* Clear pricing models that allow for confident purchases over a longer term, based on simple-use cases.
In order for cloud computing to meet the needs of the "new normal", these high-end capabilities must be incorporated into standard services models. The performance standards of sophisticated enterprises are much higher than the capabilities of most cloud service providers. Yet the message in the marketplace frequently overlooks this reality, and expectations of complex enterprises are not being met.
Taking the spin down to size
Frequent misdirected marketing and media messaging about the economics of cloud computing is also running askew of on-the-ground reality. It is well reported that smaller companies, startups and cash-strapped nonprofits are the big early adopters of public cloud computing services. Any number of cloud service providers will gladly report the vast numbers of "enterprise customers" who are rapidly joining their burgeoning ranks -- neglecting to mention the tiny size of their typical subscribers, which generate little or no revenue for the cloud provider. Growth of cloud computing adoption is indeed rapid when the price of entry approaches zero for the smallest subscribers.
Big enterprises, on the other hand, typically have a large installed IT base, significant purchasing power and economies of scale, which provide attractive economics for capital expenditures. The economics of cloud computing services must be significantly more attractive to compel a switch. Unfortunately, contrary to the marketing spin, cloud computing is not nearly as advantageous for larger enterprises compared to smaller companies from a cost perspective. The advantages must therefore lie elsewhere.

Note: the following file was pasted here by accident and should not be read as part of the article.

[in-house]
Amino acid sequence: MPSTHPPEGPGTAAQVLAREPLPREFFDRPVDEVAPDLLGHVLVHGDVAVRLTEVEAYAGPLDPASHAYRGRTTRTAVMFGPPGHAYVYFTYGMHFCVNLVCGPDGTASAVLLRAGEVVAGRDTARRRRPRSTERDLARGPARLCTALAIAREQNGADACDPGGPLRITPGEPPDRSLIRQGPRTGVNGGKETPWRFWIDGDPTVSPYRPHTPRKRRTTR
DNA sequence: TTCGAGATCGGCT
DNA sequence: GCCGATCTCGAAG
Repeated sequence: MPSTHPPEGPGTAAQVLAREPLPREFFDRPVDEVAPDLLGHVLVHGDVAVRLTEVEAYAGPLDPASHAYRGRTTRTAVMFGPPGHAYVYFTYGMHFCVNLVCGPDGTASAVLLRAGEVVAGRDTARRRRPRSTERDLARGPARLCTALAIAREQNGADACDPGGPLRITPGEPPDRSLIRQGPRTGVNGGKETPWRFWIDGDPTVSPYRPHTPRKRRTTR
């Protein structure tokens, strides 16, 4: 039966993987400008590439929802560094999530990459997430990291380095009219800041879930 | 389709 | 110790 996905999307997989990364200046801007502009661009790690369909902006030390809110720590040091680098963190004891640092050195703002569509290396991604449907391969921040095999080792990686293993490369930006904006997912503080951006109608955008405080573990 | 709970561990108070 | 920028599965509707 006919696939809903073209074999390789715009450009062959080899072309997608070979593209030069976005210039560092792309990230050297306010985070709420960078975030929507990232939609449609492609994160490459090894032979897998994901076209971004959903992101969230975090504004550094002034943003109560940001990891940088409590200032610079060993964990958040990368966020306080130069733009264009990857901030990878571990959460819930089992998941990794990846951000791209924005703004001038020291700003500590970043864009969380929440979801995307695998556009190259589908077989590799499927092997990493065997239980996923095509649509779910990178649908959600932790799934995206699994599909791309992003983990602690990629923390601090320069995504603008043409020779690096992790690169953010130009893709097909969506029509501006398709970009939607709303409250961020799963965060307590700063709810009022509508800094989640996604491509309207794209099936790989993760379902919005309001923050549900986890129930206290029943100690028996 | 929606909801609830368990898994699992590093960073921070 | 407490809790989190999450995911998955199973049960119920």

The real advantage for large enterprises is not cost savings, but increased flexibility and responsiveness to the business. Companies are finding that their real-world experience at high scale shows only moderate cost savings, but significant productivity, time to market, and efficiency gains. This can be a pleasant surprise to many big enterprise adopters -- as the benefits touted by the media and vendors fail to materialize, they find other advantages which are more mundane but ultimately more beneficial to the business.
Longtime observers of IT are not surprised by the inability of services companies to accurately foresee the utility of their offerings. It is only through the iteration of real enterprise users in multiple unpredictable settings -- and creative deployment outside of design parameters -- that actual business value can be determined. Only now are the most sophisticated enterprises beginning to deploy their creative energies to explore the potential of cloud computing. There will be many surprises, reappraisals and innovations, which are yet to be discovered.
In these early days, cloud computing providers would be well served to learn from their customers, and incorporate real world feedback into both their marketing spin machines as well as their product roadmaps. There is nothing like a dose of reality-based marketing and services evolution to increase ones credibility in the ranks of high-end enterprise users.
As last year's new phenomenon becomes this year's standard, the common gripes of sophisticated users are best described as "expected immaturities", and do not indicate a loss of faith in the cloud computing model. Experienced hands understand that the cloud market is in its early phases, and they have settled in for the long haul, planning to invest and evolve the new model to boost its usefulness and efficiency, while bracing for the uncertainty implicit in the transition.
As the bar is raised for sophisticated enterprise class computing for cloud services, there will be no shortage of serious critiques. The iteration of innovation is a bumpy process -- and that is certainly not a surprise.